The mayors of America’s largest cities are launching a partnership with the Anti-Defamation League to combat hate and bigotry.
Nearly 200 mayors have joined the agreement, which was announced Friday, since it was first circulated Tuesday night among the U.S. Conference of Mayors. The mayors are agreeing to explicitly condemn racism, white supremacy, and bigotry, and to implement educational and public safety programs to safeguard vulnerable populations and discourage discrimination.
Signers include the mayors of New York City, Los Angeles, Chicago, Houston, Philadelphia, Washington, D.C, and Phoenix.
“For decades, America’s mayors have taken a strong position in support of civil rights and in opposition to racism and discrimination of all kinds,” the Mayors’ Compact reads. “We are now seeing efforts in our states and at the highest levels of our government to weaken existing civil rights policies and reduce their enforcement. We have seen an increase in hate violence, xenophobic rhetoric, and discriminatory actions that target Muslims, Jews, and other minorities.”
The compact sets out a 10-point program that includes publicly condemning bigotry, ensuring public safety while protecting free speech, training and funding law enforcement to enforce hate crime laws, working with community leaders to combat bigotry, and strengthening anti-bias education programs in schools.
Many of the points echo a plan of action that the ADL called on the White House to adopt earlier this week. The group proposed the plan following the white supremacist rally in Charlottesville, Virginia, and President Donald Trump’s response, which the ADL and many others have slammed.
“The events in Charlottesville once again showed us we have much work to do to bring Americans together,” said Jonathan Greenblatt, the ADL’s national director, on a conference call with reporters. “We know that hate is on the rise. ADL can’t wait any longer for the president to act. ADL is ready to work with communities across the country to combat hate.”
The announcement of the compact comes during a high-profile week for the ADL, which combats anti-Semitism and bigotry. The group received $1 million donations from Apple and 21st Century Fox CEO James Murdoch, and announced a partnership with Bumble, a dating app, to block bigoted profiles.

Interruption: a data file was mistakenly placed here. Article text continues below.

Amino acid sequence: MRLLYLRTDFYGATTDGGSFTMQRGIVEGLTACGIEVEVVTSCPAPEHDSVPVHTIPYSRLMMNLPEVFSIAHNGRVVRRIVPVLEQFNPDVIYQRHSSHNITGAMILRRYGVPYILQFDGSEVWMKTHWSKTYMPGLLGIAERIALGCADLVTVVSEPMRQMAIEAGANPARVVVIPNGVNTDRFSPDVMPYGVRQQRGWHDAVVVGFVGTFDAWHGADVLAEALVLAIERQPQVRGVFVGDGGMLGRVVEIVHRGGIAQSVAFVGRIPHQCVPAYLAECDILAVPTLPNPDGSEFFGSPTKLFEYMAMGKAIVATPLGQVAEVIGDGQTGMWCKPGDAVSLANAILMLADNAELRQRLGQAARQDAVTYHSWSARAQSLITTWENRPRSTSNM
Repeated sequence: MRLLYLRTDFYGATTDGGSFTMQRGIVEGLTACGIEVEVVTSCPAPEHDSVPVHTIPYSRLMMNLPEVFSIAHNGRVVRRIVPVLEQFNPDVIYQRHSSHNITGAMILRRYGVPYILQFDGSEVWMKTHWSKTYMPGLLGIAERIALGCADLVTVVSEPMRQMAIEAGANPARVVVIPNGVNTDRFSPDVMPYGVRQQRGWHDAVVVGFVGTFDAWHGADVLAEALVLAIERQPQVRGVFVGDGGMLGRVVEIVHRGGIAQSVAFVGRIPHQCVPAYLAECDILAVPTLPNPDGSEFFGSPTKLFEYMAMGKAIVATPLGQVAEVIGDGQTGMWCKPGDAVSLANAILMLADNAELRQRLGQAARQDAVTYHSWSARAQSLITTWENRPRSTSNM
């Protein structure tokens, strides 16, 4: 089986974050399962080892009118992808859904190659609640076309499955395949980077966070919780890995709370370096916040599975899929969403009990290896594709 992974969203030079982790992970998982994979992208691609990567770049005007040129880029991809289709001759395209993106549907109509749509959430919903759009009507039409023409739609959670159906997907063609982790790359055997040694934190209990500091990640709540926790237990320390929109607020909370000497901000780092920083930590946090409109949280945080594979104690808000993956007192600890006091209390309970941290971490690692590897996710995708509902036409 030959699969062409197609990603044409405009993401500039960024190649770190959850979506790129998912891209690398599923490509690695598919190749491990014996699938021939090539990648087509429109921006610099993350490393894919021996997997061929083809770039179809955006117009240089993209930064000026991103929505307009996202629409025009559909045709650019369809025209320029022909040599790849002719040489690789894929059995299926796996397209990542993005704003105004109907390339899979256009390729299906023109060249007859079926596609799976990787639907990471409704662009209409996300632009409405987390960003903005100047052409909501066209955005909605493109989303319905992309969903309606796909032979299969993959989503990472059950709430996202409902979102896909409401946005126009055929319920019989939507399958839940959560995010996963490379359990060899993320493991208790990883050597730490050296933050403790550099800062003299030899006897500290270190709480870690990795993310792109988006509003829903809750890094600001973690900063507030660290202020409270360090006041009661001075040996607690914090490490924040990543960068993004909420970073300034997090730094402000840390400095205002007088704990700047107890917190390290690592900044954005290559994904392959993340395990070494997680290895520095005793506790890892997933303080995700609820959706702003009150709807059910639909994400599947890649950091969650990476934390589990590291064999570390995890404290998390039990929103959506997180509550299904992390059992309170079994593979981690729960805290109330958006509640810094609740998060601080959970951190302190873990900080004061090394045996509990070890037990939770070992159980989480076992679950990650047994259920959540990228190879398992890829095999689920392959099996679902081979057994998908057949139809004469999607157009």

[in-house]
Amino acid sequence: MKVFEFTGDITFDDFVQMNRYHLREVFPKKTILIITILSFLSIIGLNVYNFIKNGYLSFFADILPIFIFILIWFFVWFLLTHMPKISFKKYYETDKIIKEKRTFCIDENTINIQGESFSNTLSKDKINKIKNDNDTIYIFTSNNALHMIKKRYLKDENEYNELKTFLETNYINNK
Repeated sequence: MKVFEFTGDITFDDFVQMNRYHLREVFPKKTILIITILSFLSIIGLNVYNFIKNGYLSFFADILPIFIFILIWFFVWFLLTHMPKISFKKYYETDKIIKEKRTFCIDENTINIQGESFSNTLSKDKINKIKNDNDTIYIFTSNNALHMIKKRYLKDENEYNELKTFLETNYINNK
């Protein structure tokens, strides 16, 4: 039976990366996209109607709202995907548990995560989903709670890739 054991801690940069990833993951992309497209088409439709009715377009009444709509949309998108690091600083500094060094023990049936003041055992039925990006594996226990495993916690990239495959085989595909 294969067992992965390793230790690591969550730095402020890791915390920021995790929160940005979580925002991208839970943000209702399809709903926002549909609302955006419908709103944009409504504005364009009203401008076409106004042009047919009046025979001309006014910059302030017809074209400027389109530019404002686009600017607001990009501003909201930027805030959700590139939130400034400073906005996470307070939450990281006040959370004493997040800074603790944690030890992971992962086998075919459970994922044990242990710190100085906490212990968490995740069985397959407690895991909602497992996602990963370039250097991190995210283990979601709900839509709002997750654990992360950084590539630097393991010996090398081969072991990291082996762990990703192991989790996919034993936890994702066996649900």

Other mayors also portrayed the compact as a response in part to the president’s equating white supremacists with those who oppose them. Steve Adler, the mayor of Austin, Texas, who is Jewish and has volunteered for the ADL in the past, said during the call that “mayors don’t need a teleprompter to say Nazis are bad.”
“There’s a clear lack of a moral compass,” Mayor Shane Bemis of Gresham, Oregon, a city of 100,000 east of Portland, said on the call. “This shouldn’t be a surprise to anyone, how he has continued to divide us since the election. It is clearly, in my view, an absence of any sort of moral leadership from the president.”
But mayors were divided on a couple of contentious issues, including the removal of Confederate monuments from cities and how to strike a balance between protecting civil liberties while guarding against incitement and threats to public safety. Tom Cochran, CEO of the mayors’ conference, said policy on how to deal with Confederate memorials should be left up to individual cities.
“This discussion is not about monuments,” he said in the call. “This conversation is about coming together to denigrate all acts of hate wherever they occur, and making sure we protect public safety while making sure that the right to free speech will always be protected.”
JTA Wire Service